Prof. P. Veltri: Collaboration, cultural exchanges, and shared experiences are fundamental to a successful relationship

P. VeltriStudents in the genetic medicine study programme and the rest of the academic community of the Faculty of Medicine at Vilnius University had the great opportunity to attend a lecture on applying different data management techniques to extract information from clinical and biological data.

Pierangelo Veltri, associate professor in bioinformatics and health informatics at University Magna Graecia of Catanzano, Italy, presented the lecture. The professor also visited Vilnius University’s Institute of Biomedical Sciences, the Department of Human and Medical Genetics, and Santaros Clinics.

“First of all I would like to cordially thank Vilnius University for its warm hospitality. This is my first visit to Lithuania. I am really impressed by the structure and achievements of the university and its divisions. I had fruitful discussions with colleagues and students. It was great!” professor said. P. Veltri was in Vilnius within the scope of the Erasmus cooperation agreement between Vilnius University and University Magna Graecia of Catanzano. 

Professor Veltri gave special thanks to Prof. Dr. Algirdas Utkus, the dean of the Faculty of Medicine and the head of the Department of Human and Medical Genetics; Prof. Habil. Dr. Vaidutis Kučinskas, the scientific head of the Human Genome Research Centre and Doc. Dr. Audronė Jakaitienė, the academic head of the Bioinformatics and Biostatistics Centre. A few months earlier P. Veltri met Dr. Jakaitienė in Italy and discussed better possibilities for student and professor exchange between Vilnius University and University Magna Graecia: “I am sure this is crucially important. Collaboration on various projects, cultural exchanges, and sharing experiences are fundamental stepping-stones leading to a successful relationship between our universities.”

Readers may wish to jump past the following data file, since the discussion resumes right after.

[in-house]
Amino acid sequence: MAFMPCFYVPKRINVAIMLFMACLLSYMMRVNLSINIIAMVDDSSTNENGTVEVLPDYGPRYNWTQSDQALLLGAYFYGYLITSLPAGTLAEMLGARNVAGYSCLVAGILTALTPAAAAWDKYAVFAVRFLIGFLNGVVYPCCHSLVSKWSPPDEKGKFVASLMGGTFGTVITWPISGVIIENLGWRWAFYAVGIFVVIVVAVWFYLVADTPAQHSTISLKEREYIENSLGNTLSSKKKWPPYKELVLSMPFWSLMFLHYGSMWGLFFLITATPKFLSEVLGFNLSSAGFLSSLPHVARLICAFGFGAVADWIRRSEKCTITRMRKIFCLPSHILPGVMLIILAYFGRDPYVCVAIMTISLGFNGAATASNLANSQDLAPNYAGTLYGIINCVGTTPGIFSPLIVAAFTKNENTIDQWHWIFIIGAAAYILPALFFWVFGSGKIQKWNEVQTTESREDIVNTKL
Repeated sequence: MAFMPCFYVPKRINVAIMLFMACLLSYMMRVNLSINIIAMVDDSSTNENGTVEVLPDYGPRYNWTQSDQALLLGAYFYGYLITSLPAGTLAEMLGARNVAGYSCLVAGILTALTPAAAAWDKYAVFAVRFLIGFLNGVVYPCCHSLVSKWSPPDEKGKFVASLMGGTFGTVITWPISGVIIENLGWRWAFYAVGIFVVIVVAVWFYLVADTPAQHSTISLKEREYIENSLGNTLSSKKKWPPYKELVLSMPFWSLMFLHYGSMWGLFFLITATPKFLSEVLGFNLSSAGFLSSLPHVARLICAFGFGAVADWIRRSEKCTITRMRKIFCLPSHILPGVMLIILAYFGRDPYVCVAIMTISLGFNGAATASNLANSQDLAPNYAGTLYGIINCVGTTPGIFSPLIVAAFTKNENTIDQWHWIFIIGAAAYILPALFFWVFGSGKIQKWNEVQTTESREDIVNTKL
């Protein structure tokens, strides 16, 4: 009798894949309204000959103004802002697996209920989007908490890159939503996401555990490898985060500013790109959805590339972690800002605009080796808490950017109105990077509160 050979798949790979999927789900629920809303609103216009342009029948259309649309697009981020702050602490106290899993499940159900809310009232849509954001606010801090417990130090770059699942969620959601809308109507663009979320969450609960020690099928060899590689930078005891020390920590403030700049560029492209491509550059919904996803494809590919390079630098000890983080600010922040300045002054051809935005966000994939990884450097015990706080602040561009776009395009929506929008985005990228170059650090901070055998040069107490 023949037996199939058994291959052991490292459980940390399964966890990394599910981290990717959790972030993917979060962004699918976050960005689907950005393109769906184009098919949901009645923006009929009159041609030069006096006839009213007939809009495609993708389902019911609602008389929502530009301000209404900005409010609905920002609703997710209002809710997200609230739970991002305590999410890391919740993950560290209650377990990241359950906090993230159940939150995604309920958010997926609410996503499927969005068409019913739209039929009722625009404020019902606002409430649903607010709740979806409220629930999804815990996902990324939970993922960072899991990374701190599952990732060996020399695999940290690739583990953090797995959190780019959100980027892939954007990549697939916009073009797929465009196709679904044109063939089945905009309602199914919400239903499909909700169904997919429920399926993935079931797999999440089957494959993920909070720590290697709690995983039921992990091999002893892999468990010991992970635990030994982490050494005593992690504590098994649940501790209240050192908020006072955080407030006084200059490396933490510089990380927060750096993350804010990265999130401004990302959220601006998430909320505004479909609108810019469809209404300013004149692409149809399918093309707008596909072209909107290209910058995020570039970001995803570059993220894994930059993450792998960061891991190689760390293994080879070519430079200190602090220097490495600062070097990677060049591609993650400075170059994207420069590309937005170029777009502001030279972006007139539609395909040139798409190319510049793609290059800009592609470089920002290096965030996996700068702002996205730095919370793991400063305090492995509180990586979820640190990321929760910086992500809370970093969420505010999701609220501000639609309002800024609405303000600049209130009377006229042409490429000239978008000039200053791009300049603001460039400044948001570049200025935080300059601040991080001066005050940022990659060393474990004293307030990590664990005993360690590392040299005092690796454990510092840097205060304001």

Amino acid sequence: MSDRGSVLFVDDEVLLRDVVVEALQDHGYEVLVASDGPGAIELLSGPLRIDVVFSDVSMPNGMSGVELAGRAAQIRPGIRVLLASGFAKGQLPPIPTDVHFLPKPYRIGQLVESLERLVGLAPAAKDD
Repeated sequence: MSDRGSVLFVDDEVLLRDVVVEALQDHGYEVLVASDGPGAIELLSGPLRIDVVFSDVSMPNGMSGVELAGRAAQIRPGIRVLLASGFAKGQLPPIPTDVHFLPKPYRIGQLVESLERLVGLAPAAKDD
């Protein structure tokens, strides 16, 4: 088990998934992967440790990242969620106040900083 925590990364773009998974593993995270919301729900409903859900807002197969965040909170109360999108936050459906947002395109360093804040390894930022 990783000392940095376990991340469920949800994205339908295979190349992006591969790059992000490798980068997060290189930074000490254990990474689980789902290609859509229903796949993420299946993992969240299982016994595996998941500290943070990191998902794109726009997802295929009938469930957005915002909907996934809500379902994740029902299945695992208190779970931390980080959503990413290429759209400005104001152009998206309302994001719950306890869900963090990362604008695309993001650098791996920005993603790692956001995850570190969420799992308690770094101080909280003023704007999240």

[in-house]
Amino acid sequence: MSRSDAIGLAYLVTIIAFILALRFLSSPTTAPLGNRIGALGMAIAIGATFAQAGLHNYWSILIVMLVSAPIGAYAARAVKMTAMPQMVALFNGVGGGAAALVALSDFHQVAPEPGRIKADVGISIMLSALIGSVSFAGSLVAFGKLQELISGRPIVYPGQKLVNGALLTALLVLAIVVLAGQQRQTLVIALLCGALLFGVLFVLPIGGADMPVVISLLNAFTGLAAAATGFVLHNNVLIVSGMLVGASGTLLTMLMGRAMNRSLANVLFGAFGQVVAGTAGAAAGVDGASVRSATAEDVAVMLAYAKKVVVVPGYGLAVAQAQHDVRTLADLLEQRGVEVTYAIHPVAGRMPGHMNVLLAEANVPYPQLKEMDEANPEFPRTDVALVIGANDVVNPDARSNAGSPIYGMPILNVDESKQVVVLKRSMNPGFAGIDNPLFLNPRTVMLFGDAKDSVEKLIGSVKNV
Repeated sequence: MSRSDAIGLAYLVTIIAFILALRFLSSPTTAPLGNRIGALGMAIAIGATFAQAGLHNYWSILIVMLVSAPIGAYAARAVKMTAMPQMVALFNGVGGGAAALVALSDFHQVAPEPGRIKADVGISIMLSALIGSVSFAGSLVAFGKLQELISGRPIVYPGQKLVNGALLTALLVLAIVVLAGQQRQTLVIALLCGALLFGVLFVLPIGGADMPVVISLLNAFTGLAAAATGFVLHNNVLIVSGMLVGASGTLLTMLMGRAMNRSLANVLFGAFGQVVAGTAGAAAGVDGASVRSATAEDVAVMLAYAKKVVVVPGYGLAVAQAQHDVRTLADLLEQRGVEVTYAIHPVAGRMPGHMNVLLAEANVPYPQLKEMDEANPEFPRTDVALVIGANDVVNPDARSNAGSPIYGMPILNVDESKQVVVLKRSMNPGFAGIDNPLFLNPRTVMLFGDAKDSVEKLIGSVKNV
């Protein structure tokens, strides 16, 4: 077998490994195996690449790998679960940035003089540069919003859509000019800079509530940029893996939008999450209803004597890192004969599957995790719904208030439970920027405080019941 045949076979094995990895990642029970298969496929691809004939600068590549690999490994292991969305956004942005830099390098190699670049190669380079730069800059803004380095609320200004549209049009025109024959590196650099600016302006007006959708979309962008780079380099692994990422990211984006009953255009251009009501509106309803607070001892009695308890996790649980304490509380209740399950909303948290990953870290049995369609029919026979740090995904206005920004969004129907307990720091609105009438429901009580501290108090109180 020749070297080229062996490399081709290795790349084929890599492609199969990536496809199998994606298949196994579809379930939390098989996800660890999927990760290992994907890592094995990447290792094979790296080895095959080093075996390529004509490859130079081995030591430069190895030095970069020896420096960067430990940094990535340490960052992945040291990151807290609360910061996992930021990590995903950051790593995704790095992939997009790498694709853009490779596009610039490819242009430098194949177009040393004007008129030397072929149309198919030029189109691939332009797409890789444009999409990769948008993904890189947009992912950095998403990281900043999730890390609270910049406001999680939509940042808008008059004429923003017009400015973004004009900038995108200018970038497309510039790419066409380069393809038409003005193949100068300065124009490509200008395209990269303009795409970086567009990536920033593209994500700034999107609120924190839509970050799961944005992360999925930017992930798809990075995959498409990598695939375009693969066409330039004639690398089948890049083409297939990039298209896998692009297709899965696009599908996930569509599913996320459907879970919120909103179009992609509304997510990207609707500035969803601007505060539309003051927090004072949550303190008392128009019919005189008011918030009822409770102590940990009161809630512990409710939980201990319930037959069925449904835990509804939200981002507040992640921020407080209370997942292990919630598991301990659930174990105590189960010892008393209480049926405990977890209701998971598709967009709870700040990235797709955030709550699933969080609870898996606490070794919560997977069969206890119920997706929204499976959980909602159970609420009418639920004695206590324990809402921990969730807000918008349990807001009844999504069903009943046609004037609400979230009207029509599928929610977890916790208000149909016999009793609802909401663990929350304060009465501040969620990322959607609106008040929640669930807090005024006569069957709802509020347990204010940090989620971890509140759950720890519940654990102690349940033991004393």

“I strongly believe that we are in the era of big data. The use of computer-based solutions for data management in biology and clinical science has contributed to improving the quality of life and to gathering research results in a short time”, stated the guest.

 According to Pierangelo Veltri, participants in life sciences include clinicians, biologists, biomedical engineers, bioinformaticians, many others interested in related topics, and of course patients. Clinical data is stored in various formats and structures. Diagnosis, as well as clinical studies related to both citizens and patients, can be considered a relevant source of information to improve procedures and processes in clinical structures and to design new behaviour for the wellness of citizens. “In order to achieve better progress in this field, we have to start with teaching students and specialists, who are a fundamental part of this process”, the professor said.

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